State College, Pa. — This is one the Michigan Wolverines will think about for a while.
Mostly, they will think about all the missed opportunities.
After surging in the second half, the Wolverines went conservative late and succumbed in a fourth overtime at Penn State, losing 43-40 before a "whiteout" crowd of 107,884 at Beaver Stadium on Saturday.
Michigan kicker Brendan Gibbons missed left on a 33-yard field goal in the third overtime that would have won the game after Frank Clark had recovered a Penn State fumble.
Michigan is now 5-1, 1-1 in the Big Ten.
"It's a tough one every time you go into overtime," Michigan coach Brady Hoke said. "We've got to move forward. "We had opportunities throughout the game. We had opportunities, we missed tackles, we had opportunities to make a play on the ball, we had opportunities to hit a hole a little better, (and) we had opportunities to finish blocks."
After trailing 21-10 at halftime, Michigan led 34-24 with about 10 minutes left. There was nothing comfortable about the lead, though, as the Wolverines quickly realized.
"Coach Hoke always reminds us we need more points," said Michigan quarterback Devin Gardner, who overcame three turnovers in the first half. "Today was an example of why we do."
The Nittany Lions erased that lead in the final 10 minutes.
Penn State made a 43-yard field goal to pull within 34-27 with 6:35 left.
Michigan then drove to the Penn State 27-yard line but an illegal procedure penalty pushed the ball to the 32.
"We had the wrong play in, and the clock ran down on us," Gardner said.
Fitz Toussaint was stuffed for a 3-yard loss and with the ball at the Penn State 35 Michigan called time out with 57 seconds left. Hoke opted to have Matt Wile pooch punt on fourth and 17.
Hoke said he considered a field-goal attempt, and might have gone with that option were it not for the 5-yard penalty.
"But if we could pooch it down there or (have) them starting at the 20 instead of the 35-yard line, I like those odds a little better," Hoke said.
Penn State had one last drive left with 50 seconds left and made the most of it. Freshman quarterback Christian Hackenberg completed a 29-yard pass to Brandon Felder, beating freshman cornerback Channing Stribling. Hackenberg picked on Stribling again, this time throwing for 36 yards to Allen Robinson, who made the catch over the freshman.
"We’ve been playing him a little bit more, some dime stuff, trying to put another DB on their tight end," Hoke said of Stribling.
Hackenberg scored on a 1-yard run to tie the score, 34-34.
The Wolverines got the ball with 21 seconds left and a 25-yard pass from Gardner to Jeremy Gallon moved the ball to the Penn State 40. Michigan reached the 35, and Gibbons missed short on a 52-yard field-goal attempt to end regulation.
Michigan and Penn State each missed a field goal in the first overtime, with Gibbons having his 40-yard attempt blocked. Both teams made field goals in the second overtime to tie the score, 37-37.
Penn State had the ball first in the third overtime but fumbled. Clark recovered. But Gibbons then missed on a 33-yard field-goal attempt that would have won the game.
Gibbons then made a 40-yard field goal in the fourth overtime to give Michigan a 40-37 lead.
The Nittany Lions marched back. They made a fourth-and-1 conversion in their final drive and a critical pass interference call on Michigan's Jarrod Wilson gave the Nittany Lions the ball at the Michigan 2-yard line. Bill Belton then scored on a 2-yard rush for the victory.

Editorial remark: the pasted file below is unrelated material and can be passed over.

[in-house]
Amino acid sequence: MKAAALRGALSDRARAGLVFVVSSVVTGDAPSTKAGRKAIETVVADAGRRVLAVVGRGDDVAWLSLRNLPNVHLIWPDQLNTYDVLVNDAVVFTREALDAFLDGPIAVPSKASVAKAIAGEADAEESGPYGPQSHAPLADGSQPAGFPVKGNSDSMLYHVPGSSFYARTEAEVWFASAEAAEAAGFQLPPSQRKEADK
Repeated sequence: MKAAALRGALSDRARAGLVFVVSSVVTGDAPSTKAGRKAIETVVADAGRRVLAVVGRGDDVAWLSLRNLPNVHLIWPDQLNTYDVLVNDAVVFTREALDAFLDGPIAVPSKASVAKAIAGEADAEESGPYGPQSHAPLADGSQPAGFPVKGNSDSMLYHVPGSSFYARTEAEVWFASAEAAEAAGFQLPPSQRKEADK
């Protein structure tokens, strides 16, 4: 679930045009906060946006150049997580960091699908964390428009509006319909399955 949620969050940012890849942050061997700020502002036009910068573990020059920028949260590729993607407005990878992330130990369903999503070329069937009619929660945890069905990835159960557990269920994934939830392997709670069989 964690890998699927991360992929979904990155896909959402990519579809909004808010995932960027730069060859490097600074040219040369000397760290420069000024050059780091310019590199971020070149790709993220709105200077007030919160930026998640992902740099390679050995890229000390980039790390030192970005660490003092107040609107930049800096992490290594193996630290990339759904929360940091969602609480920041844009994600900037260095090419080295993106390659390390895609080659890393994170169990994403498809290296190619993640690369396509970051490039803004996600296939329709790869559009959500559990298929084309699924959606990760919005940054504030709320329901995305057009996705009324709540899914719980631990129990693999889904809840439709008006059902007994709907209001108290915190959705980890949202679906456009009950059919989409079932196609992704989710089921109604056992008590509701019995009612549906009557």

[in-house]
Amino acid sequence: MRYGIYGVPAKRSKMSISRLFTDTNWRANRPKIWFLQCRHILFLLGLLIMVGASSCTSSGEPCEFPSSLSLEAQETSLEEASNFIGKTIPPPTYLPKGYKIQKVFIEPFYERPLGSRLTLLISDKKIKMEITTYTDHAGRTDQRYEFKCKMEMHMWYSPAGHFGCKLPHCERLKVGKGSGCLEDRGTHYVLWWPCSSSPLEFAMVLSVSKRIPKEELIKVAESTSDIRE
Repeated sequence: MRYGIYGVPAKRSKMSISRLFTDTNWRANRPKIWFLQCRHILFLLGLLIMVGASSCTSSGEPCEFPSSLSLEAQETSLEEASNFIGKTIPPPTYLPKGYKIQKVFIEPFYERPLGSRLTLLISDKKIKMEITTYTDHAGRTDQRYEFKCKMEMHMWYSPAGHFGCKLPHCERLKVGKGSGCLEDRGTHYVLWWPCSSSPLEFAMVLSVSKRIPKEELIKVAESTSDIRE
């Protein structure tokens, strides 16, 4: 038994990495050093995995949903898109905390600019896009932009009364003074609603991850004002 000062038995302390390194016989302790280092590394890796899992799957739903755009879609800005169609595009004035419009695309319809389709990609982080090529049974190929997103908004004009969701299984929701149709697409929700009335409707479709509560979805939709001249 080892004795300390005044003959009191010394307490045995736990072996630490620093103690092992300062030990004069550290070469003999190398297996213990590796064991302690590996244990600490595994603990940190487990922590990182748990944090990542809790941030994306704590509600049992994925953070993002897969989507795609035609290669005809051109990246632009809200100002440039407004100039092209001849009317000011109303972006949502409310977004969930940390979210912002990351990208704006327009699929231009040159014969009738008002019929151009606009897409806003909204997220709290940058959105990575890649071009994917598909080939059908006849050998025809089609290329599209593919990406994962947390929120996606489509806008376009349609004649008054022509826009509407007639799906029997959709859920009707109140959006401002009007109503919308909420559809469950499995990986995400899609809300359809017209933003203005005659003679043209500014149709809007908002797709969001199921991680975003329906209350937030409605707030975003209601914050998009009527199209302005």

"I thought at that point in time it was time for someone to win the game," Penn State coach Bill O'Brien said. "We could sit here and keep trading field goals back and forth but eventually it was time for someone to win the game and I had the opportunity to do it."
The loss stung the Wolverines.
Gardner was 15-of-28 for 240 yards and three touchdowns and two interceptions. He also took three sacks. He rushed for 121 yards on 24 carries.
"It hurts," Gardner said. "I'm so proud of my teammates. A lot of adversity happened in this game. We fought back. It just wasn’t enough."
Some of that adversity included a key loss on the offensive line.
All-American tackle Taylor Lewan was knocked out of the game in the second half. Lewan was wobbling as he left the field late in the first half, but Hoke was unclear regarding the nature of the injury, saying only that Lewan will be OK. Lewan was in uniform on the sideline for the second half, but he did not have his helmet.
With Lewan out, the offensive line had to adjust. Michael Schofield moved from right tackle to left. Erik Magnuson came in to play right tackle, and left guard Chris Bryant was replaced by Joey Burzynski.
Michigan had 149 yards rushing, but only 28 from the tailbacks. Freshman Derrick Green had 1 yard on three carries.
"It wasn't good enough, there's no question," Hoke said of the offensive line play. "Better take a hard look at it."
The Wolverines, who trailed 21-10 at halftime, answered early on the question of whether linebacker Jake Ryan would return. Ryan, coming off an ACL injury to his right knee suffered in late March, did not start but rotated in throughout the game.
Gardner struggled in the first half with two interceptions and a fumble, and Penn State utilized a hurry-up offense to build a 21-10 lead.
Michigan came out with a defensive spark to open the second half when James Ross forced a fumble by tailback Zach Zwinak. Clark picked it up and ran for the score. The Wolverines outscored Penn State 17-3 in the third quarter.
But, that clearly wasn't enough.
"It's hard to lose a first game," said senior receiver Jeremy Gallon, who had 95 yards on seven catches and a touchdown. "We’re not going to let this determine the rest of our season. We have a lot of football to play. It hurts, but we have to move on."